Sci-Fi Rewind:She (1935)
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Last month, I wrote a (preoccupied) article about a 1925 film called She. This month, as my
holiday gift to you, I’m discussing (with more focus) the 1935 remake of that film.
Following the success of 1933’s King Kong, Merian C. Cooper sought to make an epic film with an
adaptation of H. Rider Haggard’s novel She. Unlike King Kong, this is a film that was subject
intensely to the Motion Picture Production Code. So, it’s a tale of a timeless love with absolutely
nothing that might be interpreted as vulgar or controversial by a 1930s standard.
Unlike the 1925 version problematically set in Africa (complete with blackface), this version
takes our intrepid explorers to the Arctic. Of course, there’s no lack of racism in the film; the white
men talk profess their loyalty to other white men and not to the natives of the country they’re
exploiting. While there is no explicit blackface, the explorers encounter a group of people who are
portrayed (just like in the 1925 version) as savages and cannibals. As I observed in my review of
the older version of this story, our heroic group of portly white saviors bursts in and attempts to
“civilize” them by beating them up.
The scenery in this version of She truly makes the film worth watching. Whether epic shots of
sprawling palaces and landscapes and some fairly good costuming can make up for a story that is
cringeworthy from a contemporary perspective, each of you must decide. I’ll only tell you there’s a
ritual dance toward the end of the film that’s pretty impressive by 1930s’ standards (it has flame
The downside to all that beautiful scenery and dancing is the way the film has been restored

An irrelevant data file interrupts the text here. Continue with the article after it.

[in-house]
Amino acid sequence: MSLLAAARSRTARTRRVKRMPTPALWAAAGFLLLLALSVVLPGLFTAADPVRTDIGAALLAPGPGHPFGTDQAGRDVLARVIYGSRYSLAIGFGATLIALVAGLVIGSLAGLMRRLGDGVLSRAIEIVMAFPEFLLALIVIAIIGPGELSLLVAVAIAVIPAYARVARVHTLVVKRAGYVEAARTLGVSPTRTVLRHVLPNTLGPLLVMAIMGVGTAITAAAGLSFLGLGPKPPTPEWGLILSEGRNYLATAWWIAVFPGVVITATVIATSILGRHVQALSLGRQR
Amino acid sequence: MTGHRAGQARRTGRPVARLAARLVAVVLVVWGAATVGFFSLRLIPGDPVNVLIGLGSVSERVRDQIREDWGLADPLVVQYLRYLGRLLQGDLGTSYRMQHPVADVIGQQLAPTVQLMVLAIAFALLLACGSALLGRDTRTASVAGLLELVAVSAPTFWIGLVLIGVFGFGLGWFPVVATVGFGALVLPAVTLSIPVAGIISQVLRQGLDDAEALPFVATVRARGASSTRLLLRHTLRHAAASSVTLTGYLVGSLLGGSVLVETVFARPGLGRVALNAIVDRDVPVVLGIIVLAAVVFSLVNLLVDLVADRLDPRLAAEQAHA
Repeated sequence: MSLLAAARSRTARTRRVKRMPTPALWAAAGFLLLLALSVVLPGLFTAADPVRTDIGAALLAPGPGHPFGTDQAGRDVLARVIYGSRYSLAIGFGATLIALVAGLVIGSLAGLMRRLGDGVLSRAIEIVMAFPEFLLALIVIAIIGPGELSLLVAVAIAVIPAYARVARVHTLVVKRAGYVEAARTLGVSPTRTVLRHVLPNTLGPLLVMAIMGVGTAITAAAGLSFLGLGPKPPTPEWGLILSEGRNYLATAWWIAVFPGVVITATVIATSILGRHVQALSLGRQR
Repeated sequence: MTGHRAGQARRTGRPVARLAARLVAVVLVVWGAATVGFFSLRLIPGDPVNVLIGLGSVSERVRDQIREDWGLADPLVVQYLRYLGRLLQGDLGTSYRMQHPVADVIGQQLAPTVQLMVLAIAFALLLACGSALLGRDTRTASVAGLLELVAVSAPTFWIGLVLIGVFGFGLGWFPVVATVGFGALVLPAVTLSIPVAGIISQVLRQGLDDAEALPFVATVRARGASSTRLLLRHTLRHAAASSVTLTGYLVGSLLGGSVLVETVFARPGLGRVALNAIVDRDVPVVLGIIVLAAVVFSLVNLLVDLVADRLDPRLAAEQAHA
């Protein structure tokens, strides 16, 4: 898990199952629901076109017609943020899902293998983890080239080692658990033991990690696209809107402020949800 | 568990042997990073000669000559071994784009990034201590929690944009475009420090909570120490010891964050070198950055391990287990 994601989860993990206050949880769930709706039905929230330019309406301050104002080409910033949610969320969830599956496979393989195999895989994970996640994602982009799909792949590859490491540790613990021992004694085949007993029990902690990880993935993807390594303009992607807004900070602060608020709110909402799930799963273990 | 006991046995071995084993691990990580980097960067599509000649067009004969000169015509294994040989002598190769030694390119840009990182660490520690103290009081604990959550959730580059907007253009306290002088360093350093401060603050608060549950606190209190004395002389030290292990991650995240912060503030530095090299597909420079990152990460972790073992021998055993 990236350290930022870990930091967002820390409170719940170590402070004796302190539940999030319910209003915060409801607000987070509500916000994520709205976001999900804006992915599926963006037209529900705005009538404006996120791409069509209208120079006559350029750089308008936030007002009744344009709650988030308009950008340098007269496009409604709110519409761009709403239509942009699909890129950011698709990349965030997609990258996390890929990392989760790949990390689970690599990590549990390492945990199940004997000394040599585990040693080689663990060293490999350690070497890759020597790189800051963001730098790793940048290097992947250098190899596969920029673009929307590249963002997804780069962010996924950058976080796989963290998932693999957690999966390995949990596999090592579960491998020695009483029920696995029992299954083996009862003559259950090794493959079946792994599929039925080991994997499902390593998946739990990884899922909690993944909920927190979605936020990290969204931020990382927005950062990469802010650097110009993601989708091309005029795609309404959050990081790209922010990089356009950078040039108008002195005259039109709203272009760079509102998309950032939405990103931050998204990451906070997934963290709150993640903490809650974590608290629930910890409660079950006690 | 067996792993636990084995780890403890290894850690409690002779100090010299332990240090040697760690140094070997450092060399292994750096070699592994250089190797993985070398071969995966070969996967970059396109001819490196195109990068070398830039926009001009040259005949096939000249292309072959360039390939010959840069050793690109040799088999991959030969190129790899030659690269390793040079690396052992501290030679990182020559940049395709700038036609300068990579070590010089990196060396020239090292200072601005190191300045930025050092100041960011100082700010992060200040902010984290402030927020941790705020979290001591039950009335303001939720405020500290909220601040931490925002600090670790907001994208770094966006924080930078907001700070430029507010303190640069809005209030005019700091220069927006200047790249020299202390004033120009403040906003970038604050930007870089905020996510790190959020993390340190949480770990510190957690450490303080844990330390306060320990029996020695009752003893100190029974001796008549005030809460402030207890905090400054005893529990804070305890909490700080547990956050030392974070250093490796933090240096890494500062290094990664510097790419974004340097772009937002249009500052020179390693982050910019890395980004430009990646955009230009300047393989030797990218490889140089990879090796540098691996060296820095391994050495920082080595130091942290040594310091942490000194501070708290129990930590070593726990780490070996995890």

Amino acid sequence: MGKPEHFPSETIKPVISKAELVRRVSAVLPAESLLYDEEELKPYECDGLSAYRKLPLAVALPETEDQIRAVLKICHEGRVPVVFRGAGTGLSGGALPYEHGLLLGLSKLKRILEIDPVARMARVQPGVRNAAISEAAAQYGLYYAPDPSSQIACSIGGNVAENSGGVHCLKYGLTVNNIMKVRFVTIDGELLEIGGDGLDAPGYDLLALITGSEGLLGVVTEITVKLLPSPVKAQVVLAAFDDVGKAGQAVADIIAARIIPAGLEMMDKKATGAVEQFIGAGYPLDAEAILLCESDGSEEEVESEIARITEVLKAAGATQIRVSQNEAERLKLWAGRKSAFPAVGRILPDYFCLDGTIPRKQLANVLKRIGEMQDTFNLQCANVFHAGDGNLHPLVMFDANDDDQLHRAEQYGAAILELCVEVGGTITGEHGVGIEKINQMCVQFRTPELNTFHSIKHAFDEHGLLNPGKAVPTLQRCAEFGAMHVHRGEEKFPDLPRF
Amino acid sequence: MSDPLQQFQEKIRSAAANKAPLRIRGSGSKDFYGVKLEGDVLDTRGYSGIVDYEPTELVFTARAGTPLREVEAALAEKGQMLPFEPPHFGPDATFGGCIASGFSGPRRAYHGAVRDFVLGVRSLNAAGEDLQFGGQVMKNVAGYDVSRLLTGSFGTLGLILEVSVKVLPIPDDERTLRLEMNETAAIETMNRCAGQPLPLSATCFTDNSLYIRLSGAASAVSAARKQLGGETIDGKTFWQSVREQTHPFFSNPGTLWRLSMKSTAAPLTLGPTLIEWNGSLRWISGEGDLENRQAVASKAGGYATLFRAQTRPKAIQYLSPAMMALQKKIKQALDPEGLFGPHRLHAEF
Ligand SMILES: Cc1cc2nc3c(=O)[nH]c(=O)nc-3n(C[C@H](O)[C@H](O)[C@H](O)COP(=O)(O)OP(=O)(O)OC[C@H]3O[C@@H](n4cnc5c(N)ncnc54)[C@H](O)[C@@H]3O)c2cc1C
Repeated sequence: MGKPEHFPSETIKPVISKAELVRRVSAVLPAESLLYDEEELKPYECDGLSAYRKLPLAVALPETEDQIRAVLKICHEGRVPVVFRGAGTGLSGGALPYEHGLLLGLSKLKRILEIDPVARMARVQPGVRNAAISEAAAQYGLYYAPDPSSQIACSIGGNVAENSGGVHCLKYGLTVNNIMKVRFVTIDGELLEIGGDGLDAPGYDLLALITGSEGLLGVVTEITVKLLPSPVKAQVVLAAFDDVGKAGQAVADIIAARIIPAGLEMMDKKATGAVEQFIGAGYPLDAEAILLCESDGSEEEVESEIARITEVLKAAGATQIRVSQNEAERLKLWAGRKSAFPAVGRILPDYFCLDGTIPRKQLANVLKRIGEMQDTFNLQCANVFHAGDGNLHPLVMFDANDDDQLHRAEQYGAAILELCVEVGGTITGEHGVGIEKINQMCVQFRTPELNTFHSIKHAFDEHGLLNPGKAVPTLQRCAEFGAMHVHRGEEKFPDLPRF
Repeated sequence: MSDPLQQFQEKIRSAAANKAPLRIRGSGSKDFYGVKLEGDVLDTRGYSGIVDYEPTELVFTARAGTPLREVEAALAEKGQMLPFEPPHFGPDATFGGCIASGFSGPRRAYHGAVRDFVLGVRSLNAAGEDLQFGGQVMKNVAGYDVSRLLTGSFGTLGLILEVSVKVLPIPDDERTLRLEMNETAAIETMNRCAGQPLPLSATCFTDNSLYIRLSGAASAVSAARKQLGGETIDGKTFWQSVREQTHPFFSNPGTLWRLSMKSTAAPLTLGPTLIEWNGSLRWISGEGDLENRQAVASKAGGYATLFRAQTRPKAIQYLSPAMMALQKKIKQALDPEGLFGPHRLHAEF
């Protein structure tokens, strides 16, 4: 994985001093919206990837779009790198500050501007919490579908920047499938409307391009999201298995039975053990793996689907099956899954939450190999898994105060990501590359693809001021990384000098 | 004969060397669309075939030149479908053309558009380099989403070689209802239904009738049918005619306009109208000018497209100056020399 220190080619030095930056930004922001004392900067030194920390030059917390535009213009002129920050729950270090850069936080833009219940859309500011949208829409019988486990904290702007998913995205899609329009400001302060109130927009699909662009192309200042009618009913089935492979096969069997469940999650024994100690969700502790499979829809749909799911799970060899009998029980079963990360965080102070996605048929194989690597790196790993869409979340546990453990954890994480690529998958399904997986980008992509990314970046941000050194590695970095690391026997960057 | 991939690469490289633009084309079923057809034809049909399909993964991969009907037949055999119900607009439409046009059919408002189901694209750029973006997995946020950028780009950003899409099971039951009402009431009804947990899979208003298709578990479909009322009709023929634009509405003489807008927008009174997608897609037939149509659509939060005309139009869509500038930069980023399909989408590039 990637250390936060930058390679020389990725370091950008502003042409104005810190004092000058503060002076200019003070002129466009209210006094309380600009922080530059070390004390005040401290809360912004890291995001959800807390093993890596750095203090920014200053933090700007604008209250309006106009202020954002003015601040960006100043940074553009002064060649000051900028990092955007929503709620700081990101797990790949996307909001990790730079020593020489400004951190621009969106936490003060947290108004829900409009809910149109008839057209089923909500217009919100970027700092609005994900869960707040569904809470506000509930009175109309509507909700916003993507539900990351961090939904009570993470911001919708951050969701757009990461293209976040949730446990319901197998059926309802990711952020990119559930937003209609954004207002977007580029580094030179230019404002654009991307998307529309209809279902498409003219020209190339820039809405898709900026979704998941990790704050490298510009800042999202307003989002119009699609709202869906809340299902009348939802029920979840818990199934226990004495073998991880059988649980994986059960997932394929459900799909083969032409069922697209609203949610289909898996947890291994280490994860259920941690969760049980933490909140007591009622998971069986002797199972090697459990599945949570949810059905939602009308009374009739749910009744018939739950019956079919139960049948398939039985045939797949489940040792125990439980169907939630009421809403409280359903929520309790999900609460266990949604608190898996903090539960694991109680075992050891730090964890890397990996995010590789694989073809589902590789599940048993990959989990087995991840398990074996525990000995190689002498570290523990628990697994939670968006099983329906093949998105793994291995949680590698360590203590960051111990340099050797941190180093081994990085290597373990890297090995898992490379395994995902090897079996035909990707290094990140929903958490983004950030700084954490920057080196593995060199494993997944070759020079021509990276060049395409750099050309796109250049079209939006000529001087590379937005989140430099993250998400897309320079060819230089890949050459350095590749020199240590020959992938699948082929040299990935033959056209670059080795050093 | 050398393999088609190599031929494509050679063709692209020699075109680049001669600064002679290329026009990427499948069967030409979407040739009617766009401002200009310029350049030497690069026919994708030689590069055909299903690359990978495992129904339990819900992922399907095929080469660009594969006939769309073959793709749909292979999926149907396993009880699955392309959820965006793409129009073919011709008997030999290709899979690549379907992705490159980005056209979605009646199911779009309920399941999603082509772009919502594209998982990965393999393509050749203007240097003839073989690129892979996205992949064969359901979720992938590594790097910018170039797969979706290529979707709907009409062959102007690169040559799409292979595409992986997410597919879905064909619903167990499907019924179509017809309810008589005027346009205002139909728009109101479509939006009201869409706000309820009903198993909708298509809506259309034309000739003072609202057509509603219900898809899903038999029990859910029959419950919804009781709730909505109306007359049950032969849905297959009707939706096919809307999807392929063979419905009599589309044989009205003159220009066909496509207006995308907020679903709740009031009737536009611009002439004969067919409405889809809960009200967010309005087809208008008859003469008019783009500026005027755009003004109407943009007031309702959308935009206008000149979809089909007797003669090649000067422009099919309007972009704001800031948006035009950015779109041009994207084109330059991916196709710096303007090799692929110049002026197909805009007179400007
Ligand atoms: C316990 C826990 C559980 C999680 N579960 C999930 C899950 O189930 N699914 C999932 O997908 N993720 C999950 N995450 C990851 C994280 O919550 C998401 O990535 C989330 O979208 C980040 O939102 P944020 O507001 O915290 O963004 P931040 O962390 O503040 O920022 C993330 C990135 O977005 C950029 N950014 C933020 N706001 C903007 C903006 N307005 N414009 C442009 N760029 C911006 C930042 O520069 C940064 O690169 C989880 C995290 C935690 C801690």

for audiences now. Director Cooper had wanted to shoot the film in color, but his ambition was
greater than his budget. The film has been colorized in his honor, so we can watch it in something
that resembles its original intent. However, that also means that the film was colorized, so be
prepared to watch a film that looks like a marker has been taken to it.
Last month, I told you the famed She-who-must-be-obeyed lives forever (and also has mystical
powers) until she shares that gift of immortality with her reincarnated lover. In this version, the
message of imperialism in which a white man comes in and literally destroys something timeless
and beautiful remains intact. This story is even sadder, however, because rather than watching
She-who-must-be-obeyed vanish in the eternal flame, she withers and ages before our very eyes
until she dies in a sad heap on the floor.
Watch the 1935 version of She and thrill to an epic dance sequence/immortality ritual that just
might brighten your holiday.
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Directed by: Irving Pichel
Starring: Randolph Scott, Helen Gahagan, Helen Mack, Nigel Bruce